How to Feed a Lawyer (and Other Irreverent Observations from the Legal Underground)

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Federalist No. 84

The Screaming Bean is dead on. For my boss I only hand in executive summaries. I post the legal statement in bold that he wants to make. Then I copy & paste relevant language from the article or case (obtained from Westlaw) that supports that statement. It is a helluva lot cleaner and sure beats the hell out of applying sticky tabs to note relevant pages in the opinion.


My firm no longer maintains a subscription to the regional or federal reporters. We do all our research on Westlaw.

My standard practice is to download (via email) and save, in .html format, any cases I think I may use. Cutting and pasting in quotes is fine, but requires cleanup to remove the bracketed paginations, headnote cross-references, and other stuff that doesn't appear in the printed books.

Westlaw now has the ability to download cases in .pdf format, which looks just like you've photocopied the pages from the books, and I use this whenever I want to attach copies of cases to my written briefs. (There's an additional fee for these downloads, though, and the resulting product can't be cut-and-pasted or text-searched.)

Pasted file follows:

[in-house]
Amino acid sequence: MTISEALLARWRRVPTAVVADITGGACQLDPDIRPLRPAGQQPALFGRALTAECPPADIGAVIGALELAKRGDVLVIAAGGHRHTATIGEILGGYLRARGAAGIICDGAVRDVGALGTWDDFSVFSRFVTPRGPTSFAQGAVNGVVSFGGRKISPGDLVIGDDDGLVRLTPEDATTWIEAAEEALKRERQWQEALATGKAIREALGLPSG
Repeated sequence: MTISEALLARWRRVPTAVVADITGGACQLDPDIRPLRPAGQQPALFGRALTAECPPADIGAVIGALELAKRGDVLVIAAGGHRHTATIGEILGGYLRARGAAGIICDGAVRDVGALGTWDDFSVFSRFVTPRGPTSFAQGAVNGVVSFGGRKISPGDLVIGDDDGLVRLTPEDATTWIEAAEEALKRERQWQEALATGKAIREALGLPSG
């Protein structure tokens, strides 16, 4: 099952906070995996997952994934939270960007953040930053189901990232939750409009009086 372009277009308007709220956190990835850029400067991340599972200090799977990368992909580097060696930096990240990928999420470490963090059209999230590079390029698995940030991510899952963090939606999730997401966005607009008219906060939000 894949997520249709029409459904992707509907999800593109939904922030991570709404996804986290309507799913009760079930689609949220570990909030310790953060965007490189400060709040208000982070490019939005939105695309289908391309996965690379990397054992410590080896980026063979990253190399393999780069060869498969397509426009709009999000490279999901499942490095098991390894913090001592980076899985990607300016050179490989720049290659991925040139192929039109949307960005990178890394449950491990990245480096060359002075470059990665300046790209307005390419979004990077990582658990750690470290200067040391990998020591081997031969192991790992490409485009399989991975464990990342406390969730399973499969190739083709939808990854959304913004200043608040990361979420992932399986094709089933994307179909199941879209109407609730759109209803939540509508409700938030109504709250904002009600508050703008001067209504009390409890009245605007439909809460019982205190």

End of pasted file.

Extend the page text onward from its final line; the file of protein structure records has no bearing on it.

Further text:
On some occasions, however — typically on bigger cases that can bear the expense, and only when we have a high-tech judge — my firm is now submitting a "meta-brief" on CD-ROM that duplicates our written filing. We convert the text of the brief into .html, and we include a shareware program that autostarts the computer's web browser upon insertion of the disk into the CD drive. The meta-brief version includes hyperlinks to separate files (also stored on the CD) that may consist of —

  • .pdf scans of key documentary exhibits,

  • .jpg scans of photographs,

  • .txt files with deposition or hearing transcript excerpts, and

  • .html files with the Westlaw case downloads (although the hyperlinks need to be edited if they're to remain functional).

The resulting product is not only convenient, but drips credibility, because the proof for every factual or legal assertion that we've made is only a mouseclick away. My working assumption is that the judge is going to be more inclined to click that hyperlink than to dig down into written exhibits or walk over to his bookshelf.

The biggest problem, oddly enough, has been getting the clerks' offices to accept the meta-briefs. Generally we've had the best luck by putting the CD into a small envelope that we then staple to the middle of a page with the case's style and number, with a prominent (typically marked with a yellow flourescent highlighter) request that it be submitted by the clerk to the judge simultaneously with the print version of the brief.

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